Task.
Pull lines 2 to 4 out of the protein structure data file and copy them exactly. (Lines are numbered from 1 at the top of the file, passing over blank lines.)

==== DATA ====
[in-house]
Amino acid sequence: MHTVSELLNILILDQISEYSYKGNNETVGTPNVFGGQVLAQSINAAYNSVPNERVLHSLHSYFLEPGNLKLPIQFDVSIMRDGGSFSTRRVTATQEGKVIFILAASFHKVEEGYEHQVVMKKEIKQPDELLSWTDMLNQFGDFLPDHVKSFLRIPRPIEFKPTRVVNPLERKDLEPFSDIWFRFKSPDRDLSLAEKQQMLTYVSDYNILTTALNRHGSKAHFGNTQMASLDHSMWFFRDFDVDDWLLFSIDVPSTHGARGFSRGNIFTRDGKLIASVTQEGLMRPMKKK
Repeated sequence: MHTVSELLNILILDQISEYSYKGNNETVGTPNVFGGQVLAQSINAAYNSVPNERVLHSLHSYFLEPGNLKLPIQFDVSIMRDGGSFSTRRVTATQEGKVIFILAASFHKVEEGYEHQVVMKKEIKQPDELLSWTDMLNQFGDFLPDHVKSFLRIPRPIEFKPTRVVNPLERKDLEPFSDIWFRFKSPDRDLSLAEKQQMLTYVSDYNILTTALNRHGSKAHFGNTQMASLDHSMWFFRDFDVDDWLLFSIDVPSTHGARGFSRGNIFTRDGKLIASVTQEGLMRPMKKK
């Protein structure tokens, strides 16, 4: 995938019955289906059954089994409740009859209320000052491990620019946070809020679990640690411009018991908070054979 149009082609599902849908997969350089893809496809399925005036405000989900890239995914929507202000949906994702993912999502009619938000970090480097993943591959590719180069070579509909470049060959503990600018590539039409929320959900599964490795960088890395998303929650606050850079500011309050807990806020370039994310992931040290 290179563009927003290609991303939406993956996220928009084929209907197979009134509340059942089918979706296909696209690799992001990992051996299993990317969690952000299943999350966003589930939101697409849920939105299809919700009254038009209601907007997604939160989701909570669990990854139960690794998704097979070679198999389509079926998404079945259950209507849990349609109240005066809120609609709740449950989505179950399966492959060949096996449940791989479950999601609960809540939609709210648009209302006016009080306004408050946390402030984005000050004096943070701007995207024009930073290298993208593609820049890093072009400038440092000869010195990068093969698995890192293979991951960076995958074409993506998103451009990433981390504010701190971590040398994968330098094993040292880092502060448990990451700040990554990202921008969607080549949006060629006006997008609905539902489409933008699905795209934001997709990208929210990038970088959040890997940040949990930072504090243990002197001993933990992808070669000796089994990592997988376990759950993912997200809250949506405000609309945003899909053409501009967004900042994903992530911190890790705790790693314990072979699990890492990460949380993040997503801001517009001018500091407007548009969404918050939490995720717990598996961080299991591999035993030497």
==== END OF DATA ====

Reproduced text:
Amino acid sequence: MHTVSELLNILILDQISEYSYKGNNETVGTPNVFGGQVLAQSINAAYNSVPNERVLHSLHSYFLEPGNLKLPIQFDVSIMRDGGSFSTRRVTATQEGKVIFILAASFHKVEEGYEHQVVMKKEIKQPDELLSWTDMLNQFGDFLPDHVKSFLRIPRPIEFKPTRVVNPLERKDLEPFSDIWFRFKSPDRDLSLAEKQQMLTYVSDYNILTTALNRHGSKAHFGNTQMASLDHSMWFFRDFDVDDWLLFSIDVPSTHGARGFSRGNIFTRDGKLIASVTQEGLMRPMKKK
Repeated sequence: MHTVSELLNILILDQISEYSYKGNNETVGTPNVFGGQVLAQSINAAYNSVPNERVLHSLHSYFLEPGNLKLPIQFDVSIMRDGGSFSTRRVTATQEGKVIFILAASFHKVEEGYEHQVVMKKEIKQPDELLSWTDMLNQFGDFLPDHVKSFLRIPRPIEFKPTRVVNPLERKDLEPFSDIWFRFKSPDRDLSLAEKQQMLTYVSDYNILTTALNRHGSKAHFGNTQMASLDHSMWFFRDFDVDDWLLFSIDVPSTHGARGFSRGNIFTRDGKLIASVTQEGLMRPMKKK
């Protein structure tokens, strides 16, 4: 995938019955289906059954089994409740009859209320000052491990620019946070809020679990640690411009018991908070054979 149009082609599902849908997969350089893809496809399925005036405000989900890239995914929507202000949906994702993912999502009619938000970090480097993943591959590719180069070579509909470049060959503990600018590539039409929320959900599964490795960088890395998303929650606050850079500011309050807990806020370039994310992931040290 290179563009927003290609991303939406993956996220928009084929209907197979009134509340059942089918979706296909696209690799992001990992051996299993990317969690952000299943999350966003589930939101697409849920939105299809919700009254038009209601907007997604939160989701909570669990990854139960690794998704097979070679198999389509079926998404079945259950209507849990349609109240005066809120609609709740449950989505179950399966492959060949096996449940791989479950999601609960809540939609709210648009209302006016009080306004408050946390402030984005000050004096943070701007995207024009930073290298993208593609820049890093072009400038440092000869010195990068093969698995890192293979991951960076995958074409993506998103451009990433981390504010701190971590040398994968330098094993040292880092502060448990990451700040990554990202921008969607080549949006060629006006997008609905539902489409933008699905795209934001997709990208929210990038970088959040890997940040949990930072504090243990002197001993933990992808070669000796089994990592997988376990759950993912997200809250949506405000609309945003899909053409501009967004900042994903992530911190890790705790790693314990072979699990890492990460949380993040997503801001517009001018500091407007548009969404918050939490995720717990598996961080299991591999035993030497």